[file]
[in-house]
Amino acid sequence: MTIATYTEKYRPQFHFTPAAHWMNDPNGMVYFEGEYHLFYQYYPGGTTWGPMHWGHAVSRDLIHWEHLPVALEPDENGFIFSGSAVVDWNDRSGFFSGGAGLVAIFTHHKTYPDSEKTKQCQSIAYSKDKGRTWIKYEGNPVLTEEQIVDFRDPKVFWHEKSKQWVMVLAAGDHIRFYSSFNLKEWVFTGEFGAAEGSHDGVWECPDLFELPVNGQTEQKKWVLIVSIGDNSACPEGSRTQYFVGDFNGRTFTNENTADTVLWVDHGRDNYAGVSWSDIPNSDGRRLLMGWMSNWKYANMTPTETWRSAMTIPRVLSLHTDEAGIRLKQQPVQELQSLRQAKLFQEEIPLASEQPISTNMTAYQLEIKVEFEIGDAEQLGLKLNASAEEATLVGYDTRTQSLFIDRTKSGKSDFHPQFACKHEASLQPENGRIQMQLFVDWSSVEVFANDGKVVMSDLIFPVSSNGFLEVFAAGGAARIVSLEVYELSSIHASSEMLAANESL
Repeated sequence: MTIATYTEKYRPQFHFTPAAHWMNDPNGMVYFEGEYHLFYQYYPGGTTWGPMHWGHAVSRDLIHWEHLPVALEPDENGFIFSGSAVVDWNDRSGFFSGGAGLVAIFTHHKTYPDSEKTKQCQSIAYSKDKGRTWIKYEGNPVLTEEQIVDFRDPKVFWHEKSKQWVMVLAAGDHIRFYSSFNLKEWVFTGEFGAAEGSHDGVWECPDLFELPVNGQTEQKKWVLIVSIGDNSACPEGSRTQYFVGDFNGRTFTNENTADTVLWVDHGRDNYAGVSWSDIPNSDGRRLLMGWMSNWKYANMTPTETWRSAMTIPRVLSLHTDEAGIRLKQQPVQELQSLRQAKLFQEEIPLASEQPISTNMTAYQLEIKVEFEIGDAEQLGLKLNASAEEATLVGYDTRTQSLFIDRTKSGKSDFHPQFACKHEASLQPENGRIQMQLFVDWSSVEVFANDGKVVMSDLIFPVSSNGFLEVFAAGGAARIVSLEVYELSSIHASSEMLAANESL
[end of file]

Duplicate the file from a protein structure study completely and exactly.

[in-house]
Amino acid sequence: MTIATYTEKYRPQFHFTPAAHWMNDPNGMVYFEGEYHLFYQYYPGGTTWGPMHWGHAVSRDLIHWEHLPVALEPDENGFIFSGSAVVDWNDRSGFFSGGAGLVAIFTHHKTYPDSEKTKQCQSIAYSKDKGRTWIKYEGNPVLTEEQIVDFRDPKVFWHEKSKQWVMVLAAGDHIRFYSSFNLKEWVFTGEFGAAEGSHDGVWECPDLFELPVNGQTEQKKWVLIVSIGDNSACPEGSRTQYFVGDFNGRTFTNENTADTVLWVDHGRDNYAGVSWSDIPNSDGRRLLMGWMSNWKYANMTPTETWRSAMTIPRVLSLHTDEAGIRLKQQPVQELQSLRQAKLFQEEIPLASEQPISTNMTAYQLEIKVEFEIGDAEQLGLKLNASAEEATLVGYDTRTQSLFIDRTKSGKSDFHPQFACKHEASLQPENGRIQMQLFVDWSSVEVFANDGKVVMSDLIFPVSSNGFLEVFAAGGAARIVSLEVYELSSIHASSEMLAANESL
Repeated sequence: MTIATYTEKYRPQFHFTPAAHWMNDPNGMVYFEGEYHLFYQYYPGGTTWGPMHWGHAVSRDLIHWEHLPVALEPDENGFIFSGSAVVDWNDRSGFFSGGAGLVAIFTHHKTYPDSEKTKQCQSIAYSKDKGRTWIKYEGNPVLTEEQIVDFRDPKVFWHEKSKQWVMVLAAGDHIRFYSSFNLKEWVFTGEFGAAEGSHDGVWECPDLFELPVNGQTEQKKWVLIVSIGDNSACPEGSRTQYFVGDFNGRTFTNENTADTVLWVDHGRDNYAGVSWSDIPNSDGRRLLMGWMSNWKYANMTPTETWRSAMTIPRVLSLHTDEAGIRLKQQPVQELQSLRQAKLFQEEIPLASEQPISTNMTAYQLEIKVEFEIGDAEQLGLKLNASAEEATLVGYDTRTQSLFIDRTKSGKSDFHPQFACKHEASLQPENGRIQMQLFVDWSSVEVFANDGKVVMSDLIFPVSSNGFLEVFAAGGAARIVSLEVYELSSIHASSEMLAANESL